Take leadership development. It is melting away. We ask more and more of leaders in education but where is their back up? We hear plenty about the importance of leadership, it is almost a mantra, but this can often be an admission that we don’t actually know what works; but if we can only get good people in they’ll sort it out for us. We can set any goal we like if we have good leaders. Of course we need good leaders; we need people with ambition, energy, drive and a sure moral compass; we need to hold them to account for doing the right thing. But stopping there ignores every lesson of leadership. Take the armed services. One couldn’t argue that they don’t take leadership seriously, or believe in the importance of individual responsibility and skill. But they would also regard leaving a promising young officer to their own devices as a dereliction of duty. They provide training, guidance, doctrine, support and – above all – a culture of leadership that helps ordinary people do extraordinary things. We almost get it the other way round in education, creating a culture of isolation, indirection, criticism, churn, under-resourcing and punitive accountability that too often limits extraordinary people to doing ordinary things.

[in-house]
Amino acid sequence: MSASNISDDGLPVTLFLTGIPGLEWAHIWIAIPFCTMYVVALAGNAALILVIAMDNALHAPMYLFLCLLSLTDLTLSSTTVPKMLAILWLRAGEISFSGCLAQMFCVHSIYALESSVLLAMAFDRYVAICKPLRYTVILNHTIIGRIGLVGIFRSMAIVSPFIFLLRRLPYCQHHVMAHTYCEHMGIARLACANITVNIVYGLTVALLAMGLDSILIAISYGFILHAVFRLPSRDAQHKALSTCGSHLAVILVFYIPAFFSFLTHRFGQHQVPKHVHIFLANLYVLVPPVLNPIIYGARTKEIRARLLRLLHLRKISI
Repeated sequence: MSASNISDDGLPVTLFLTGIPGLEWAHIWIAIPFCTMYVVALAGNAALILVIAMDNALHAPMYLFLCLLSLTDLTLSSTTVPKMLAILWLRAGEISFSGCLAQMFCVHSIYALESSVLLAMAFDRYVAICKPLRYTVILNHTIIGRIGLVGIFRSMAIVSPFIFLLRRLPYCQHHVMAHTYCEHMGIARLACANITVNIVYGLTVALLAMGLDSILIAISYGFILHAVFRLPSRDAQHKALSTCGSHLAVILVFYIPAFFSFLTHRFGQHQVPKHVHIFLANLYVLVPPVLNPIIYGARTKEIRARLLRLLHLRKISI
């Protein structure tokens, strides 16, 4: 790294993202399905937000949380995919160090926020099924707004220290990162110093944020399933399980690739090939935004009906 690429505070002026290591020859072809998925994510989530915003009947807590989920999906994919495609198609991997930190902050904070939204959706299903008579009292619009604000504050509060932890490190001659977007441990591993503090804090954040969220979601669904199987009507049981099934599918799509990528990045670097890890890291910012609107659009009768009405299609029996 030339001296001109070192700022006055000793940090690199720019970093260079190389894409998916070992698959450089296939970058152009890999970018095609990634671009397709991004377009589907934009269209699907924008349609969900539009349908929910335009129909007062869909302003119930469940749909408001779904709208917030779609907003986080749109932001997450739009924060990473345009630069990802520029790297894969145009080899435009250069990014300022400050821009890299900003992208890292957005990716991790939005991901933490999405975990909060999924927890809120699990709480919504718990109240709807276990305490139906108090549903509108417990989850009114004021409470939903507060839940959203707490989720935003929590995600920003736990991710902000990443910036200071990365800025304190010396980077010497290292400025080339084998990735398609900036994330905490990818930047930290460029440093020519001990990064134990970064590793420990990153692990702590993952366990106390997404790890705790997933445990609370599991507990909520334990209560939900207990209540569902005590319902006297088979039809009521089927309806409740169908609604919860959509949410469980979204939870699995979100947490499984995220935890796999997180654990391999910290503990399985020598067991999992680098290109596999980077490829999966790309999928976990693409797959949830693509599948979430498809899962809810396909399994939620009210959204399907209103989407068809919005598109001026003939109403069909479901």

Coasting schools are another example. There is no clear vision – the criteria do not produce what most people would regard as a coasting school. There is no coherence – the criteria conflict with other forms of accountability like inspection outcomes. There is no stability – the measures are retrospective in part and ill-defined when they address the future. There is no resourced offer of concrete support for these schools; just ‘prove us wrong, work with this partner or lose your job’. The whole coasting initiative will be a massive distraction from the real and pressing problems of our education system, which is eliminating failure and helping every school narrow the gap. There is an opportunity cost to focusing resources on so called coasting schools, because we lack sufficient sponsors, partners and new head teachers even to address failure adequately. This looks good politically and works badly educationally.